As analytics have been put as a key priority in a number of government master plans, Markus Werling, Global Vice President, Industry Solutions Public Services, SAP, believes that there are many areas innovative ideas coupled with analytical capabilities could make real difference to public administration.
He recalls a ‘wild thinking workshop’ conducted internally where people proposed interesting areas which sounded like science fiction at that time. Many of them, if not already a reality, is nowadays within the reach of our technological capabilities.
The ideas included having geospatial information projected through a pair of spectacles – Google is currently testing a solution which does just that.
However, while technology has been developing in leaps and bounces, the effect of their application often depends on whether it addresses particular pain points or creates additional value for the agenda of the government or particular agencies.
“Quite often, the choking point of many processes and operations is that analysing data takes too much time,” he says.
Moving forwards, Werling is confident that in-memory analytics – an approach where data that are queried and analysed reside in the random access memory rather than in physical disks – will gradually become indispensable in aiding decision-making around critical areas.
A typical scenario many of us are already familiar with is tax and revenue management. Work has been done or begun with a number of tax agencies across the world to shift the focus of tax enforcement from focusing on a simple cut of a particular income group to a more complex assessment model based on compliance and other factors.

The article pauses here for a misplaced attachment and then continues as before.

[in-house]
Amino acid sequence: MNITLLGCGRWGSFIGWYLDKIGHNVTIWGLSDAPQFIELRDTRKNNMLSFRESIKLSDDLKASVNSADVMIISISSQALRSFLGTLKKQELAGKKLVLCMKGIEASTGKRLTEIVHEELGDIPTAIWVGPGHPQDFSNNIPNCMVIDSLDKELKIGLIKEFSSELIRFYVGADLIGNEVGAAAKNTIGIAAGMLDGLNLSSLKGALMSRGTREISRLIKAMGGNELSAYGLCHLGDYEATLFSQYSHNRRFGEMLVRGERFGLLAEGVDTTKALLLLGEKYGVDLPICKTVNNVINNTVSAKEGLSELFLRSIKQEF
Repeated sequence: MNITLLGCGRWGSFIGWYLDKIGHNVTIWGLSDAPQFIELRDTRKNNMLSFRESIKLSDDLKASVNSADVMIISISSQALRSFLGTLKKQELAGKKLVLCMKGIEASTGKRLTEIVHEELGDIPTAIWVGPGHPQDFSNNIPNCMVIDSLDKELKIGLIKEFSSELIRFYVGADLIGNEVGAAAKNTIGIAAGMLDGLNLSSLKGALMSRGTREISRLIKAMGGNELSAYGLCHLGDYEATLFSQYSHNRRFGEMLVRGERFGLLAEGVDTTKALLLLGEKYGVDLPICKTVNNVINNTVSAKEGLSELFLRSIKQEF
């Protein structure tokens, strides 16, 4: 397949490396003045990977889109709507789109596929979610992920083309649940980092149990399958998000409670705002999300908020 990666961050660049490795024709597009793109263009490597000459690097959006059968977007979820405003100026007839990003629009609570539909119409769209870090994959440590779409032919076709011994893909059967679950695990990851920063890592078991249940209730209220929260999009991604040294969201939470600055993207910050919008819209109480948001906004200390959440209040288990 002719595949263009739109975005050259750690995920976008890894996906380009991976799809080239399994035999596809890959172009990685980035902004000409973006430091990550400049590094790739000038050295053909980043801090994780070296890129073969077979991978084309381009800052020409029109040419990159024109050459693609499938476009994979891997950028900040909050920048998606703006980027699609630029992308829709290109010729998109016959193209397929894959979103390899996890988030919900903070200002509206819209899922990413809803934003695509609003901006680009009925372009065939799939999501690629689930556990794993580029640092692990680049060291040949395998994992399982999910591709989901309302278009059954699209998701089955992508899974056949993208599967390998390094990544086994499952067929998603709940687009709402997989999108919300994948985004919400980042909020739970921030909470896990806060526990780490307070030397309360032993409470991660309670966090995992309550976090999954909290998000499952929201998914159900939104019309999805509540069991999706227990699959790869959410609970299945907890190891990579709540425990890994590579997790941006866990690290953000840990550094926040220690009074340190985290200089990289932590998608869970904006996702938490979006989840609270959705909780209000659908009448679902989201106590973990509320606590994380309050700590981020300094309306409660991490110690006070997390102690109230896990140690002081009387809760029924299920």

Similar, city governments could leverage advanced analytical capabilities to get real time situational awareness on various areas of city administration. Technology now allows the aggregated data and results of analysis to be pushed to mobile platforms seamlessly.
A university in the US has been using advanced analytics to assess and boost student retention; agencies that run large fleet of vehicles use analytics for route planning and fuel savings; social media analytics is used to find out the most significant concerns of citizens for a particular service and thus the agency could prioritise their attention to better improve customer satisfaction.
Werling says the overarching theme among all these applications is that customers are put in the centre of the operations.
“You can leverage technology to solve real problems in a smart way when combining analytics with cloud and mobility,” he says.
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